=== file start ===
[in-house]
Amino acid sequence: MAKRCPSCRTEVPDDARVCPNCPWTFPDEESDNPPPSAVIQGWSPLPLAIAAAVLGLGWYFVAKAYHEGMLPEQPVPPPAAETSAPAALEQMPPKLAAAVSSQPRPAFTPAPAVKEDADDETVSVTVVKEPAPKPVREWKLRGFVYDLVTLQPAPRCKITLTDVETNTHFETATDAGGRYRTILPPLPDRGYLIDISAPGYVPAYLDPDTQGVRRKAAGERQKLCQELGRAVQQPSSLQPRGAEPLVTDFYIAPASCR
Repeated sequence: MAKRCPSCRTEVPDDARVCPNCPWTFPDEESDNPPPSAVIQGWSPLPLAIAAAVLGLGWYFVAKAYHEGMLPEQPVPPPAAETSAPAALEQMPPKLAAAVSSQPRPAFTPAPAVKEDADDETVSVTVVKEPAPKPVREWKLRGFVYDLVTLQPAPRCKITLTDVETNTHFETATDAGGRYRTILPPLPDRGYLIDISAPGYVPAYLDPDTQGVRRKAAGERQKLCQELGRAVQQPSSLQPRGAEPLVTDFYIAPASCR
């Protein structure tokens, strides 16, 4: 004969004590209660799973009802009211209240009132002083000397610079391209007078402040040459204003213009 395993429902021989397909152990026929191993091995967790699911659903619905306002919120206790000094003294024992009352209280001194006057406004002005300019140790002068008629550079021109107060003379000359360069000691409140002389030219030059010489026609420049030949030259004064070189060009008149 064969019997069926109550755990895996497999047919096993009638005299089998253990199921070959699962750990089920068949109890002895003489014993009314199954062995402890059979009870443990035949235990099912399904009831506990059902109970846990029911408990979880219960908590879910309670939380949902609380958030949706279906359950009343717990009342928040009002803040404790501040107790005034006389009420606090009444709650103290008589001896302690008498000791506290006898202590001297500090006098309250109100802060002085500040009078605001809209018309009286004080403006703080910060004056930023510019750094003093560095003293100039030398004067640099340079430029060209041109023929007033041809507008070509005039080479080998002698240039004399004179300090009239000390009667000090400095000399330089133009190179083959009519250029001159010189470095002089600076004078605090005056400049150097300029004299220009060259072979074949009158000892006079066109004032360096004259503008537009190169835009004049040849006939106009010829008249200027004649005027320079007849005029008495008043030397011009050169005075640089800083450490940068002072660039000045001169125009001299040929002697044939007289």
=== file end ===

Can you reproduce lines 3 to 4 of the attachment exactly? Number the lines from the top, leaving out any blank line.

Repeated sequence: MAKRCPSCRTEVPDDARVCPNCPWTFPDEESDNPPPSAVIQGWSPLPLAIAAAVLGLGWYFVAKAYHEGMLPEQPVPPPAAETSAPAALEQMPPKLAAAVSSQPRPAFTPAPAVKEDADDETVSVTVVKEPAPKPVREWKLRGFVYDLVTLQPAPRCKITLTDVETNTHFETATDAGGRYRTILPPLPDRGYLIDISAPGYVPAYLDPDTQGVRRKAAGERQKLCQELGRAVQQPSSLQPRGAEPLVTDFYIAPASCR
């Protein structure tokens, strides 16, 4: 004969004590209660799973009802009211209240009132002083000397610079391209007078402040040459204003213009 395993429902021989397909152990026929191993091995967790699911659903619905306002919120206790000094003294024992009352209280001194006057406004002005300019140790002068008629550079021109107060003379000359360069000691409140002389030219030059010489026609420049030949030259004064070189060009008149 064969019997069926109550755990895996497999047919096993009638005299089998253990199921070959699962750990089920068949109890002895003489014993009314199954062995402890059979009870443990035949235990099912399904009831506990059902109970846990029911408990979880219960908590879910309670939380949902609380958030949706279906359950009343717990009342928040009002803040404790501040107790005034006389009420606090009444709650103290008589001896302690008498000791506290006898202590001297500090006098309250109100802060002085500040009078605001809209018309009286004080403006703080910060004056930023510019750094003093560095003293100039030398004067640099340079430029060209041109023929007033041809507008070509005039080479080998002698240039004399004179300090009239000390009667000090400095000399330089133009190179083959009519250029001159010189470095002089600076004078605090005056400049150097300029004299220009060259072979074949009158000892006079066109004032360096004259503008537009190169835009004049040849006939106009010829008249200027004649005027320079007849005029008495008043030397011009050169005075640089800083450490940068002072660039000045001169125009001299040929002697044939007289």